While nobody really likes standardized tests, they do serve a purpose. That’s why calls to do away with them, particularly by teachers union lobbyists, should be met with skepticism.

In Minnesota, the Minneapolis Star Tribune reports,

“The Legislature has made a raft of changes to public school testing in recent years, including eliminating high school exit exams in 2013 and capping testing time earlier this year. It’s been the subject of repeated calls to eliminate nearly two dozen different exams, work groups and stalled legislative proposals. And lawmakers aren’t done.

Some lawmakers and the state’s massive teacher’s union, Education Minnesota, targeted their focus on the state’s annual math, science and reading exams for possible cuts. Roseville Public Schools Assistant Superintendent Peter Olson-Skog said those tests, called the Minnesota Comprehensive Assessments, focus too much on meeting federal standards at the expense of better teaching and learning tools.”

Opponents, according to the Star Tribune, argued,

“But others objected to focusing on the assessments for possible cuts. Jim Bartholemew, education policy director at the Minnesota Business Partnership. Joshua Crosson of MinnCAN, an advocacy group dedicated to tackling the achievement gap, said those exams provide the state a crucial look at which schools and districts need the most help to tackle disparities.”

Those opponents are right. Let’s look at some of the recent statistics surrounding Minnesota as a whole and then some of the urban districts. Here’s how Minnesota is doing as a whole based on the Minnesota Comprehensive Assessments (MCAs) discussed in the article:

When the education system in Minnesota gets 42% of the state’s budget, which does not include property taxes, do you think some people are incentivized to hide the poor performance in order to keep the money flowing? When less than 60% of 10th grade students in the state are reading at grade-level, that’s certainly something you wouldn’t want to get out if you care more about the adults than the students.

Again, the opponents of the changes argued that “exams provide the state a crucial look at which schools and districts need the most help to tackle disparities.” How true. For more evidence, let’s see what the standardized tests reveal about reading abilities in Minneapolis Public Schools, one of the state’s largest districts with a budget of almost $800 million annually – that’s over $22,000 per student each year!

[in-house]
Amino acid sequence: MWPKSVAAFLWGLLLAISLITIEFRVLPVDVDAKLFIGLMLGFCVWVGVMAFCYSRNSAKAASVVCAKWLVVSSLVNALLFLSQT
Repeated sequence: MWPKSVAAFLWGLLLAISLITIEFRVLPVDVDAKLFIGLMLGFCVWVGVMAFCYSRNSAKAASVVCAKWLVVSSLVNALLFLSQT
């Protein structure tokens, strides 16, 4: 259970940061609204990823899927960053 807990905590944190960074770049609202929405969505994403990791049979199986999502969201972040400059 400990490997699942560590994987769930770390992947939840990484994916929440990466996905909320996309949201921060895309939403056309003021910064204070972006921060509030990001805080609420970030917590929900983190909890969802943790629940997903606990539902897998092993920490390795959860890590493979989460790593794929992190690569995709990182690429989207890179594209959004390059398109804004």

The results of all that spending? Read them and weep: 

Why, yes, there are significant disparities which are revealed by standardized tests. While over 77% of White students are reading at or above grade-level, less than 25% of Hispanic, Black, and Native-American students are doing so.

Where some of those disparities really matter can be seen over in St. Paul Public Schools: 

In St. Paul, a district which spends almost $19,000 per student, only 32% of 10th grade students are reading at or above grade-level. Yet, the district proudly graduates 76% of its students. With that large of a gap between the percentage of 10th graders reading at or above grade-level and the graduation rate, how many of those who graduate from St. Paul are actually ready? Is that not a grave injustice?

In case you were wondering, here are the high school reading proficiency rates in St. Paul by race: 

More massive disparities that need to be questioned. But without independent standardized tests these disparities won’t be visible to the public. Instead, the district will continue to social promote students and graduate them from high school despite how poorly prepared they are for college or work.

It is for this reason that Democrat Robert Kennedy pushed for standardized tests many decades ago. On the topic, he had the following to say in the U.S. Senate in 1965:

“I think it is very difficult for a person who lives in a community to know whether, in fact, his educational system is what it should be, whether if you compare his community to a neighboring community they are doing everything they should be, whether the people that are operating the educational system in a state or local community are as good as they should be.

…I wonder if we couldn’t have some system of reporting…through some testing system that would be established (by) which the people at the local community would know periodically…what progress had been made.”

It is very easy for people in the education system to mislead both students and the public. In the immortal words of Ronald Reagan, we need to trust, but verify. That’s why, when billions of taxpayer dollars are being spent each year on education, we need the ability to independently verify whether or not the education system is doing its job.